Canada, Montréal, Québec

Introduction to Montréal Day 2

June 15 – 20, 2019 

To start off our second day in Montréal, we had breakfast at Tim Horton’s – obviously! This is a very popular chain, comparable to Dunkin’ Donuts in the northeastern United States. They used to have some locations in mid and southern Maine but just about all of them have closed. I don’t know what it’s comparable to in other parts of the US, but basically, it’s a fast food coffee/breakfast food type shop. Nothing that exciting and to write home about, but they are notorious for their “iced capps” (iced cappacino) which are delish. When I lived in northern Maine (which is close to the Canadian border so they have Tim’s there still), my coworkers and I had a weekly (or, uh… biweekly sometimes) iced capp date to decompress. Anyway, long story short, Tim’s is a must-do if you go to Canada.

Even though we drove to Montréal, we primarily used public transportation to avoid a few things: parking issues, traffic, and driving in a congested area that we’re not familiar with and signs not in our language. We drove over to Tim’s because it was right down the street, but then we went back to our Air BNB, parked, and walked about five minutes down to the Du College orange line subway station to take the 30-minute train ride downtown to get started on our adventures for the day!

If you are traveling in a city with public transportation, I highly highly highly (did I say highly?) suggest downloading the Citymapper app. You can also utilize it as a website, but I’m not familiar with using that feature. I’m know there are some apps/websites that are similar, but this one has helped me for years without fail. Not every single city is on there, but just about everywhere I’ve been to has had it, including out of country locations. You enter where you want to go, and it guides you step-by-step on how to get there. If you are utilizing public transportation, it tells you what station or bus stop to go to, where and when to transfer, how many stops, etc. It literally has saved me. I wouldn’t have survived living in Boston without it. (Okay, Citymapper, I hope you’re listening; I want some funding for promoting you).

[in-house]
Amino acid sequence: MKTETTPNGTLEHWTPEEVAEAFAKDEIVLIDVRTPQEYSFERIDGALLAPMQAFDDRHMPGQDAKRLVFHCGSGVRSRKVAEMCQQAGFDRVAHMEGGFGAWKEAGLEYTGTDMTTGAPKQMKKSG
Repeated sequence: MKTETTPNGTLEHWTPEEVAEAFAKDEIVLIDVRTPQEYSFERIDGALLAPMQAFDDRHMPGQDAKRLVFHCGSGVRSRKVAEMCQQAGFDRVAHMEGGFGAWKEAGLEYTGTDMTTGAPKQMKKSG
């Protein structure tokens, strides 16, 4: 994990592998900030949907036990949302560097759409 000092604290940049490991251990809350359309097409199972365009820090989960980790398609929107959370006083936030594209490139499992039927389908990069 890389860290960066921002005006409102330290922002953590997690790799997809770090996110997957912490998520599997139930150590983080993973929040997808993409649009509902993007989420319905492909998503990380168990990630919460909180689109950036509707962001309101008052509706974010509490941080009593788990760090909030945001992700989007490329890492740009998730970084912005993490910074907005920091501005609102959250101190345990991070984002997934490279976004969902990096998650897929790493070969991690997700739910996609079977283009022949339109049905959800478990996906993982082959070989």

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We started downtown at the Tourist Information Centre of Montréal. This is in the Old Montréal area. I typically like to start my trips with a bus tour to get an overview of the city, some history, and my bearings on my location. While these tend to be pretty touristy and don’t show you everything, it’s a good start. We overlapped our bus tour with the Montréal Passport, which gives you access to quite a few major attractions in Montréal. Again, these are pretty touristy, so it’s important to explore other things as well. This is something I’m constantly learning – how to get “off the path” so to speak and see more of the city and a better sense of life and culture. You tend to mostly see the “hub” of things and major sites but not the neighborhoods and things like that. But, I certainly enjoy a lot of the common touristy things to start off.

We bought bus tour tickets for the Gray Line 48-hour hop-on hop-off tour. So this is deceiving. It’s not actually 48 hours. It’s two days. So if you buy it on a Monday afternoon, you’re only covered for the rest of Monday and then Tuesday. This was fine because we only planned on taking a few rides. We started by doing a full loop of the bus tour (rather than hopping off, hopping on) and hearing some interesting history from the guide. This was in English, although most things in Montréal are offered in English and French or just French. With this being a common tourist bus tour, it made sense they offered it primarily in English, but I believe they also had bilingual tours. The bus tour was about $44 USD for each person, coming to a total of about $85 USD (or approximately $112 CAD). Before we hopped on the bus, we took in a few beautiful sites around the Tourist Information Centre.

I can’t find a map online that has a visual depiction of the route that the bus takes, but it stops at the following locations:

  • Dorchester Square
  • Old Montreal
  • Place Jacques Cartier
  • Old Port
  • Square Victoria
  • Place Ville Marie
  • Chinatown
  • Village
  • Latin Quarter
  • Quartier des Spectacles
  • Downtown
  • Fine Arts Museum
  • McCord Museum
  • McGill University
  • Saint Joseph’s Oratory
  • Mount-Royal Park

While we were at the Tourist Information Centre, we also bought the Montréal Passport, which gives you access to a few dozen attractions/sites. Unlike the bus tour, this is actually for a full 48 or 72 hours from the time that you first use it. We got the 72 hour pass figuring this would cover most of the sites we would see over the first few days. It was fairly pricey, about $98 a person (for a total of $195 USD) or approximately $255 CAD. While it is a bit pricey, it covers quite a lot:

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After taking our bus tour, our next stops for the day were the Observatoire Place Ville Marie and the Parc Olympique (Olympic Park). Check out the next blog post to read more!